Defense over the last Twenty Years
After finally getting my defensive analysis work in a more simplified form and setting it up smoothly for everyone to use, we began to discuss the possibility of re-working all the players for whom Zone Rating (ZR) was available. Trying to go to a website and cut and paste twenty years of data was simply too daunting of a task.
A book came out a while back calledBaseball Hacks
. In it, there were descriptions of how to retrieve information from the series of tubes called the internets. It can pull data, in an efficient fashion. That’s not really that difficult. I know many programmers that have always done this with just a few hours of writing code. I couldn’t find the book, but someone read it and figured it wasn’t going to be too difficult.
A couple of weeks ago, Primate SG in ATL sent RallyMonkey and me all the data from 1987 through 2005. Completely out of the blue. His contribution is going to allow us to look at defensive runs by season, career, career-progression for players, improvement and decline, greatest seasons, worst seasons and more.
There were a few gaps, but after going through the data a few times, Rally and SG and I found the omissions and filled in the blanks. Using the methodology published linked above, the defensive runs saved are calculated and now I’m going to put out a few pieces looking at who the top and bottom performers have been. I’ve managed to adjust my spreadsheets so I can do this much quicker than in the past, but really, this would not have been possible without SG’s initiative and fantastic effort. A round of applause for him.
Yes, soon I will reveal just how bad, or just how good, Derek Jeter has been over his entire career.
Just a few notes: the data from 1987 seems wonky to me. The League ZRs are a bit high. I suspect that original data isn’t perfect. However, the relativity within that season looks fine. There doesn’t appear to be numbers well out of trend at all. I suspect that is some issue with the original raw data.
The data you will be presented, and yes, eventually, you will get all the data in a spreadsheet for your own good times, as “Runs Saved Above Average at Position for the Playing Time”, abbreviated RSpt. Basically, there are 1440-1460 innings for a team in a season. Each player will be compared to how many runs an average fielder would save in the same number of innings played.
Where do we want to start? The names? The positions? The leaders? The teams?
I think we’ll start with the names. Who is first? Well, it seems to me the best place to start is with the best defensive player of all-time. I am one of Ozzie Smith’s biggest detractors. I suppose the only person whose defense I consider as overrated as Ozzie’s is Andruw Jones, but when the title awarded is “Greatest of All Time”, it really isn’t difficult to be called “overrated”. That’s a very high rating.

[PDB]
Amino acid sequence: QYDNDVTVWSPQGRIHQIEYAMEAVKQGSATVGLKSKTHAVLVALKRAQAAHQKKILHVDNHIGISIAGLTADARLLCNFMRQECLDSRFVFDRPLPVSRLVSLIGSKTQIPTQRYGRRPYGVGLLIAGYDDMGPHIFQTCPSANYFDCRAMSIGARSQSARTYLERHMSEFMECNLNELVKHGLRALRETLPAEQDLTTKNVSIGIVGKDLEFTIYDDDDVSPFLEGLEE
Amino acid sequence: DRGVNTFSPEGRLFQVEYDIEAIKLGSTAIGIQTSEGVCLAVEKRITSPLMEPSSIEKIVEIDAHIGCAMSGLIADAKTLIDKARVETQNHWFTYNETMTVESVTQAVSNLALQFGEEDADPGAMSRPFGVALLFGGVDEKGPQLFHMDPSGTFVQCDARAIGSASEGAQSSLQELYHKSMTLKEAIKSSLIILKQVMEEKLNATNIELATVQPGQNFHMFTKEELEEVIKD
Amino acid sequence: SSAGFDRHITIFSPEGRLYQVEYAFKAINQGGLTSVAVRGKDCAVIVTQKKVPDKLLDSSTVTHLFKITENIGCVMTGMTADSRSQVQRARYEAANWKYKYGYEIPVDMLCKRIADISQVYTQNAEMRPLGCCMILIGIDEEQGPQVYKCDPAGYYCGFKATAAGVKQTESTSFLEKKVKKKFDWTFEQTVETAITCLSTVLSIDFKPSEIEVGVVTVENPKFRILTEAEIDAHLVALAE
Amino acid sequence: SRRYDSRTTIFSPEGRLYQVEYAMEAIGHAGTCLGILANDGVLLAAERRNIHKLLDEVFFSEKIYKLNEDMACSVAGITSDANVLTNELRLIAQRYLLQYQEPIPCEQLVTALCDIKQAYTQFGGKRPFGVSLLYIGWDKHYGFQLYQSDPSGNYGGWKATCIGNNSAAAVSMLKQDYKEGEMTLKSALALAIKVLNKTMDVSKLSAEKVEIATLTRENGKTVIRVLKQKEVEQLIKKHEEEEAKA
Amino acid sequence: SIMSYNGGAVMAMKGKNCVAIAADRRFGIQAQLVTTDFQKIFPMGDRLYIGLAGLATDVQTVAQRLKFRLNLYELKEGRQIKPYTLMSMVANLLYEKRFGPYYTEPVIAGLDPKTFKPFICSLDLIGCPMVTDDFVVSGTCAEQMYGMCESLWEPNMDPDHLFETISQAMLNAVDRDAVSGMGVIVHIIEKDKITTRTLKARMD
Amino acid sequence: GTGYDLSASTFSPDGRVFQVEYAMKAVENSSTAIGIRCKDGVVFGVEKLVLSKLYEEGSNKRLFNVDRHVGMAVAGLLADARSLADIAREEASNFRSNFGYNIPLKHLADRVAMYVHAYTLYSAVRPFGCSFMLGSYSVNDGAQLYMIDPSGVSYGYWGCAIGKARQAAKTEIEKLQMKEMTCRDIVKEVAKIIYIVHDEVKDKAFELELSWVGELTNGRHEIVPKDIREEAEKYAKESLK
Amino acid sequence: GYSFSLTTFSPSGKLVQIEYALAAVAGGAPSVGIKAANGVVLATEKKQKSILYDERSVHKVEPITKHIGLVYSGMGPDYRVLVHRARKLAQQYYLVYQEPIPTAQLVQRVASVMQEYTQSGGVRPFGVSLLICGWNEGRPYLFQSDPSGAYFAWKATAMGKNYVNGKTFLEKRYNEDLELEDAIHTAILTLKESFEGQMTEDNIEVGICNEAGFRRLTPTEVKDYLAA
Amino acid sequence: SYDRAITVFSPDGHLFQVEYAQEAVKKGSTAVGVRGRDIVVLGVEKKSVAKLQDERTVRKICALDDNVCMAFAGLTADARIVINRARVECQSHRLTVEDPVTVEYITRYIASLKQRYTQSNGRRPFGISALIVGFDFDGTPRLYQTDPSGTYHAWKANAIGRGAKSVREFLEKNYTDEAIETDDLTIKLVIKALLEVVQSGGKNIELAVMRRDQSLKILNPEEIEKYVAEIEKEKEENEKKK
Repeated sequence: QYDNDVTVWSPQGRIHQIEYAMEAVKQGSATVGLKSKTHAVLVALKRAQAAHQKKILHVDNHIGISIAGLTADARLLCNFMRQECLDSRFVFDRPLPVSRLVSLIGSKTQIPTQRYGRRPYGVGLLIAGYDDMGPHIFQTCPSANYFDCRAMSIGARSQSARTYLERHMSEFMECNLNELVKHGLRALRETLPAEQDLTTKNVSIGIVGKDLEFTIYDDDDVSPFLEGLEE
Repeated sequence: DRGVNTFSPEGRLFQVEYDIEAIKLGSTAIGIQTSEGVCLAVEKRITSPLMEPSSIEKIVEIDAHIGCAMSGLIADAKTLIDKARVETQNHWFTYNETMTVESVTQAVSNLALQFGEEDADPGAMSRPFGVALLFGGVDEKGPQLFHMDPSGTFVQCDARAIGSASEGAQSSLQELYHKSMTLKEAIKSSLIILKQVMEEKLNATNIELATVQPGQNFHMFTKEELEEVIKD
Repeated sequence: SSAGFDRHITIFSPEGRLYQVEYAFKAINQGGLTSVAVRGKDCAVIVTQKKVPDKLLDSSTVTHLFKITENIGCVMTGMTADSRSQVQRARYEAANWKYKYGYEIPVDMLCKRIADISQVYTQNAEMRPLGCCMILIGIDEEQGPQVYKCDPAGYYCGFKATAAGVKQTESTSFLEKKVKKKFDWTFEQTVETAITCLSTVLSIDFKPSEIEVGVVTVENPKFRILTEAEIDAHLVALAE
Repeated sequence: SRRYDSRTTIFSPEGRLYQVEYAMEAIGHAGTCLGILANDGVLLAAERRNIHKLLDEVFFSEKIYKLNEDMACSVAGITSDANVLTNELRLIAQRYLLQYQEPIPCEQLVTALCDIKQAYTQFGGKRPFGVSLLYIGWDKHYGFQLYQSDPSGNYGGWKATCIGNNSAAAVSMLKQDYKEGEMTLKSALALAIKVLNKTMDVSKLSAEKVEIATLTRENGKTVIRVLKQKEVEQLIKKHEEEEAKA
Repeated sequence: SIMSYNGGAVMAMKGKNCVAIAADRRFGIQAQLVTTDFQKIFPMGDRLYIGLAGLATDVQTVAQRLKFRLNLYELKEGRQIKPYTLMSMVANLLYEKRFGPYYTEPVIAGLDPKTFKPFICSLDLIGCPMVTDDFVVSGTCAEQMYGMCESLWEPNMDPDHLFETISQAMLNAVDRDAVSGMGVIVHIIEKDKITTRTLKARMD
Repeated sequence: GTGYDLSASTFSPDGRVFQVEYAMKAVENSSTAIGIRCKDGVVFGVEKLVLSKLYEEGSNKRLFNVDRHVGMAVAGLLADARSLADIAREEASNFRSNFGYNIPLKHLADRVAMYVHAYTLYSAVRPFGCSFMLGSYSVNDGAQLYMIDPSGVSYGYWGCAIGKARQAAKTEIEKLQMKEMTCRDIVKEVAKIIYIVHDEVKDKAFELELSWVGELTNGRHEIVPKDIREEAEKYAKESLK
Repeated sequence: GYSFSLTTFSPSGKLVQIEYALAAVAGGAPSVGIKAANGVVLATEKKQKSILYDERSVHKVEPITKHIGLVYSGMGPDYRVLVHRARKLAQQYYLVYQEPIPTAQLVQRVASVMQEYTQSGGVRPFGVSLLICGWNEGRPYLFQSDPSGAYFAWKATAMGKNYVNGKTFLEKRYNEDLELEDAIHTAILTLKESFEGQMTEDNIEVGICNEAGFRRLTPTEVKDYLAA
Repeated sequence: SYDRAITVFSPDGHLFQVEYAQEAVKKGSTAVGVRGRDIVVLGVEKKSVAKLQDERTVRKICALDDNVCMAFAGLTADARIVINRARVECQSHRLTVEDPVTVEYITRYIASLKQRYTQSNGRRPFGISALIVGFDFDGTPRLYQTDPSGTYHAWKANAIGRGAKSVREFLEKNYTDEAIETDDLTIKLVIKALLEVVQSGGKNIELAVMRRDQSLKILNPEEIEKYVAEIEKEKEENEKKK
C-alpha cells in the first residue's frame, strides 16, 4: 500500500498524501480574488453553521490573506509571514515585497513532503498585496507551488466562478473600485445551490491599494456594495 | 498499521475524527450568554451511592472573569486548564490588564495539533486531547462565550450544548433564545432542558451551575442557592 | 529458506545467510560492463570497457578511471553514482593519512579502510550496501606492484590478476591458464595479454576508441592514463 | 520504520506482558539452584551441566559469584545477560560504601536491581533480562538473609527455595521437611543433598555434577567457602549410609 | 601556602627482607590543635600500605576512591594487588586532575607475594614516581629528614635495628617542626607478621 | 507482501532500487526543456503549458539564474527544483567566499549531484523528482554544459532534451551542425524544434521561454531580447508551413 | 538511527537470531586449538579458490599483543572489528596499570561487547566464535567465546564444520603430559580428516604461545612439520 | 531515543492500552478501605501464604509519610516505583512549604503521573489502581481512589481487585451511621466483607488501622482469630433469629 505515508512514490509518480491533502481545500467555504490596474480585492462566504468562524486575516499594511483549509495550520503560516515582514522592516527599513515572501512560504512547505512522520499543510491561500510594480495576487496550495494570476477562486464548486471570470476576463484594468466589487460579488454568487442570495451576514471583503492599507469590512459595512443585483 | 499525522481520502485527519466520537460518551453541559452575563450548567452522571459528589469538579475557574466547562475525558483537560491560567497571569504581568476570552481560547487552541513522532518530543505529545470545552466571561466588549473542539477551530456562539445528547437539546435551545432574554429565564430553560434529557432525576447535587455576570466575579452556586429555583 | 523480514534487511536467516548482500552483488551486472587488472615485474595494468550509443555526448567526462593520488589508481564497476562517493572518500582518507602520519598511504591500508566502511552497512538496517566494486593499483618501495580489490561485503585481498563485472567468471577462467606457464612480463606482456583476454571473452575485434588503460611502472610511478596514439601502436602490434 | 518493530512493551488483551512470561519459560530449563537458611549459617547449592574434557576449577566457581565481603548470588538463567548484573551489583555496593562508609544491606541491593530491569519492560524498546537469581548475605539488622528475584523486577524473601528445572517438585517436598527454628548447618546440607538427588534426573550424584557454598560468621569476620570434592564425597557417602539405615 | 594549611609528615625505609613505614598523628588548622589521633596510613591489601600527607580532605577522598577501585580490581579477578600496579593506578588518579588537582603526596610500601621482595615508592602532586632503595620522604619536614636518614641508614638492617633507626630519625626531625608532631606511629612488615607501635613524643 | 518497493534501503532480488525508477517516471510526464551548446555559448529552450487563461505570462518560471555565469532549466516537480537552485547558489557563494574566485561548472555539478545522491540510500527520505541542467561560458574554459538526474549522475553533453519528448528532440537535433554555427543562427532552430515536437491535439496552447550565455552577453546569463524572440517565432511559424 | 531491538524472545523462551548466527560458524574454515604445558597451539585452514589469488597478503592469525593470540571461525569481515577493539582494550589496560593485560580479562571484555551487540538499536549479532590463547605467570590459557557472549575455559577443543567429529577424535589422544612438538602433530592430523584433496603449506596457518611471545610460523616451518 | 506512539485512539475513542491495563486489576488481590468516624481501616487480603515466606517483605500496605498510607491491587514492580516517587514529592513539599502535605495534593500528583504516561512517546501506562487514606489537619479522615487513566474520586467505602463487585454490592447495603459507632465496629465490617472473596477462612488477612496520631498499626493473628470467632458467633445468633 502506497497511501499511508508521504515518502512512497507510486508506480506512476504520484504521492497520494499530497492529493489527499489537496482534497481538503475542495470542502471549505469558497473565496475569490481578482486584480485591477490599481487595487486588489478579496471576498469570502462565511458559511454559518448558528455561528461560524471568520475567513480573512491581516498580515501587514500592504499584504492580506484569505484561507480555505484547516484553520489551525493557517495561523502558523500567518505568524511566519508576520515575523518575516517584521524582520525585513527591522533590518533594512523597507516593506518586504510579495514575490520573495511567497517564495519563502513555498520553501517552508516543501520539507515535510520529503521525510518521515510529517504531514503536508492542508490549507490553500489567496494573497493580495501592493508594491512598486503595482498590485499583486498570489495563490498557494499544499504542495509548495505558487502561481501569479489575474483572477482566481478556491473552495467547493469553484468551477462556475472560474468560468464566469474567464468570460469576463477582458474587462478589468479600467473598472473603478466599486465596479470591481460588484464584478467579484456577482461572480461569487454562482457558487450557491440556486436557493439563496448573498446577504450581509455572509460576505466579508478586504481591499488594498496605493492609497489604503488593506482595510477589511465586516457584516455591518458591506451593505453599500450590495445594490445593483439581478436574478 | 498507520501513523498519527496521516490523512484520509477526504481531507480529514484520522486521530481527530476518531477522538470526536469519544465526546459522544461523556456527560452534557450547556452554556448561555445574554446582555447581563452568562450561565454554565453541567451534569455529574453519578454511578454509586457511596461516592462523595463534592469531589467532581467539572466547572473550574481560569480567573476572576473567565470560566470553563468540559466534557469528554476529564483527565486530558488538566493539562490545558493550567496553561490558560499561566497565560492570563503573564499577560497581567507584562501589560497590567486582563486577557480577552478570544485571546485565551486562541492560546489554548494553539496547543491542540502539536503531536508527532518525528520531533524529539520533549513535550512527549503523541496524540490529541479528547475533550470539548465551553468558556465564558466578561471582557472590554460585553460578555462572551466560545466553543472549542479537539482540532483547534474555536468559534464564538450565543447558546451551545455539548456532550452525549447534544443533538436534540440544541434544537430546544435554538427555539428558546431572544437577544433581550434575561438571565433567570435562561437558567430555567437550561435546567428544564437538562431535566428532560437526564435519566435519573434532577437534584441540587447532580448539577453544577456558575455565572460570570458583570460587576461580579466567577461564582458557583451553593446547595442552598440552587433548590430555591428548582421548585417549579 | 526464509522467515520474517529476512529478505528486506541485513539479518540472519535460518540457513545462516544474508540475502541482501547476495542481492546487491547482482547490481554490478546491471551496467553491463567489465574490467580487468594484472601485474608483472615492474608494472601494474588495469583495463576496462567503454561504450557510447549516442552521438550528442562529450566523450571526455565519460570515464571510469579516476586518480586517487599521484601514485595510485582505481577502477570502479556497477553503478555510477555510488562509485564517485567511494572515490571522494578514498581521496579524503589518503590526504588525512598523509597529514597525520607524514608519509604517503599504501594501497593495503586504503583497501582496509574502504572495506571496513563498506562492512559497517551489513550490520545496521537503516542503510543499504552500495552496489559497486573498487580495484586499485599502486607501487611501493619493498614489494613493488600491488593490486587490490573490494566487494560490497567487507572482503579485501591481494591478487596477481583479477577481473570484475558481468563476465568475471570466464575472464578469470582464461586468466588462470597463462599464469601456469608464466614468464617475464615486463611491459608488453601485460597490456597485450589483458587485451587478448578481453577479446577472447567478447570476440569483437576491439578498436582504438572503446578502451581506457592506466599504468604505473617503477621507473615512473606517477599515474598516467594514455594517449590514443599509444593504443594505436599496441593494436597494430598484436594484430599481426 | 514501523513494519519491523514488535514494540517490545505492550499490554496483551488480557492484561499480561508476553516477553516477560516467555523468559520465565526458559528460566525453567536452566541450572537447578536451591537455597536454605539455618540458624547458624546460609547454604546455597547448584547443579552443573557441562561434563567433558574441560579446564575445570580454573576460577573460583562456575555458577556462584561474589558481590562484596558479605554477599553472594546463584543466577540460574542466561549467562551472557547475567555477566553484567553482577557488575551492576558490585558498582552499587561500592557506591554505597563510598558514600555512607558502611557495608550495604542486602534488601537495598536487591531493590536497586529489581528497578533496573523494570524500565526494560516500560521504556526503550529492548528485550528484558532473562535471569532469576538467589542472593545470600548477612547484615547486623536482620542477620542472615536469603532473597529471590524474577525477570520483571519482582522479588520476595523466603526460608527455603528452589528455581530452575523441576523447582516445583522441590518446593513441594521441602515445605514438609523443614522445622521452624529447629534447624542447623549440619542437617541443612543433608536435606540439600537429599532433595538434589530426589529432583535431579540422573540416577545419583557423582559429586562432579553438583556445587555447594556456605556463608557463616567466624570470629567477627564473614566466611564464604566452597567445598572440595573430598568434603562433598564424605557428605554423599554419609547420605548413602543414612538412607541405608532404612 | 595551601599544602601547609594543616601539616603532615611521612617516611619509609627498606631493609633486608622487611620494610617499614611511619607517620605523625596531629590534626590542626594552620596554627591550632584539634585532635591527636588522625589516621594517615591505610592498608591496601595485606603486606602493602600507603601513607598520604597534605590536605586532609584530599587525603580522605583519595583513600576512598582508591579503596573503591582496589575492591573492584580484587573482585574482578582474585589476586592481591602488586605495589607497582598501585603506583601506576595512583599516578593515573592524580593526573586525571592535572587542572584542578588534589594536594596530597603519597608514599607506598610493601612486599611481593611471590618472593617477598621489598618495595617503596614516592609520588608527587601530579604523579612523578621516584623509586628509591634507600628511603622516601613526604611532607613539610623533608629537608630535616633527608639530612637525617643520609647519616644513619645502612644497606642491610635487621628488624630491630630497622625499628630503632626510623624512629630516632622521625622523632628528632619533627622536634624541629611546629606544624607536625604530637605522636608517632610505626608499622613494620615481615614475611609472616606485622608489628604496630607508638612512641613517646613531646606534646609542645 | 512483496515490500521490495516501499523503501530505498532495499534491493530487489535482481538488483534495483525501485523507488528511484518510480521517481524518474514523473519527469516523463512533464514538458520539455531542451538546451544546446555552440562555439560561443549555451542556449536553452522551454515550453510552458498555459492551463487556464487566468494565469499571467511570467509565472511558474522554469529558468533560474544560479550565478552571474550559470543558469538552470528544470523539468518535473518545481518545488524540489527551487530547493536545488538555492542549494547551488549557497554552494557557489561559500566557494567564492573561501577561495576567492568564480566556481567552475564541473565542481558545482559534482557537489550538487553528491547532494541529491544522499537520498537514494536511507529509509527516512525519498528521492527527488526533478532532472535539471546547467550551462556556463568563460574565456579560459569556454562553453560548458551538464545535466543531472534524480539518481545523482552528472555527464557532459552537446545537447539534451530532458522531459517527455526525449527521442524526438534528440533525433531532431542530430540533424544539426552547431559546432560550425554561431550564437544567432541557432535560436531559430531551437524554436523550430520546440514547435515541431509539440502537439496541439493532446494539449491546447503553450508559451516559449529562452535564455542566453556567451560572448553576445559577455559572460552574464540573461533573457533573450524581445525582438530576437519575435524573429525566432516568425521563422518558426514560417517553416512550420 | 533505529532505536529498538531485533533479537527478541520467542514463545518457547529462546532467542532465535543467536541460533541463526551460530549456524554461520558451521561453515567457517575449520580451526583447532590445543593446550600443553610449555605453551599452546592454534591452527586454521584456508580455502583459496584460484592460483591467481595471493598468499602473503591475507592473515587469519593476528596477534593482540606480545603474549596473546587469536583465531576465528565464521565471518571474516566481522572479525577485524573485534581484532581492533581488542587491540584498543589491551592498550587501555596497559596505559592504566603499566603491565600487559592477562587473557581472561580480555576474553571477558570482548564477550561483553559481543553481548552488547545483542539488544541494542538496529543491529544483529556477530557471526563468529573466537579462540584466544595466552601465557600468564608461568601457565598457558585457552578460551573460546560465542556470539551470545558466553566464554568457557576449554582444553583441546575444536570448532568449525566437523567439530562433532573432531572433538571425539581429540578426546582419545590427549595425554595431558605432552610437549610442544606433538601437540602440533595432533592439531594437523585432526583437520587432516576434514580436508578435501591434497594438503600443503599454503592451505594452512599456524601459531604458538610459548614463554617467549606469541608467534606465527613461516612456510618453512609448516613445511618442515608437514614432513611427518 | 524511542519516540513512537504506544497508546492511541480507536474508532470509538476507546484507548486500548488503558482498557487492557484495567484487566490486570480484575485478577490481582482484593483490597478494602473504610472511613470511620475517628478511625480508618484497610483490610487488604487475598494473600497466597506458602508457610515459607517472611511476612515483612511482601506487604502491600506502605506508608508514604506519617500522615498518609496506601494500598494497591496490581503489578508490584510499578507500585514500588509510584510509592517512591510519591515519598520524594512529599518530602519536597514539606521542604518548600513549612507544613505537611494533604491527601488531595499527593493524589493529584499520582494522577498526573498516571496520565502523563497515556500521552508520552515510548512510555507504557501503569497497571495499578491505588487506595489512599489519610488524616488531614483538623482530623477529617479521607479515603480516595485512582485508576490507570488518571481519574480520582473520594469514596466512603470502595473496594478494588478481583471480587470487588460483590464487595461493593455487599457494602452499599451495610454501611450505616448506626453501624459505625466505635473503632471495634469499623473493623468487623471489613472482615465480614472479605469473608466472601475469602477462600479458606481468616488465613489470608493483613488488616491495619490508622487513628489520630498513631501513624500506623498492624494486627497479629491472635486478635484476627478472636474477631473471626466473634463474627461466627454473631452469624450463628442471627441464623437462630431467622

I always have thought the Wizard of Oz was a great fielder. One of the best. My position has generally been that while he is a great fielder, he is not some defensive god that is somehow unapproachable by any other defensive player. Yes, he had lots of assists and a big range factor (RF), but he also always got a lot of ground balls hit to shortstop. Garry Templeton had some great RFs in St. Louis and San Diego also.
We don’t have ZR for Ozzie’s peak. He was a stellar defensive player from 1978-1986 and thirty years old before I get to see his first defensive ratings. As MGL and Tango have noted, defensive skills decline like offensive skills do, so it is a reasonable assertion to think that whatever numbers we see for Ozzie, we can assume that his peak was slightly higher, and the seasons we have are somewhat during his decline.
For Oz, we have 10 seasons and 10,000 innings played. From 1987 to 2005, no other shortstop in baseball saved as many runs above average as did Ozzie Smith. Over his career, and based on the gap between Ozzie and nearly every other shortstop, it is more than reasonably argued that he is the greatest fielding shortstop of all time. And again, this is almost all decline phase – or past-peak nonetheless. I think he was on a plateau for a decade. In the NL, the closest shortstop over his career was still more than fifty runs behind.
For the decade, Ozzie was 130 RSpt. Going through the data, it is quite amazing that any player stands that far above his peers.
YEAR POS NAME TEAM LG GP INN RSpt RS/150
1987 SS Ozzie Smith StL NL 158 1356.3 12 12
1988 SS Ozzie Smith StL NL 150 1330.0 22 23
1989 SS Ozzie Smith StL NL 153 1336.3 23 23
1990 SS Ozzie Smith StL NL 140 1203.3 23 26
1991 SS Ozzie Smith StL NL 150 1253.3 16 17
1992 SS Ozzie Smith StL NL 132 1156.3 13 15
1993 SS Ozzie Smith StL NL 134 1138.3 16 19
1994 SS Ozzie Smith StL NL 96 822.0 -3 -5
1995 SS Ozzie Smith StL NL 41 343.3 3 10
1996 SS Ozzie Smith StL NL 52 443.7 5 17
10 yrs SS Ozzie Smith StL NL 1206 10383.0 130 156
Posted: August 16, 2006 at 01:45 AM | 19 comment(s)
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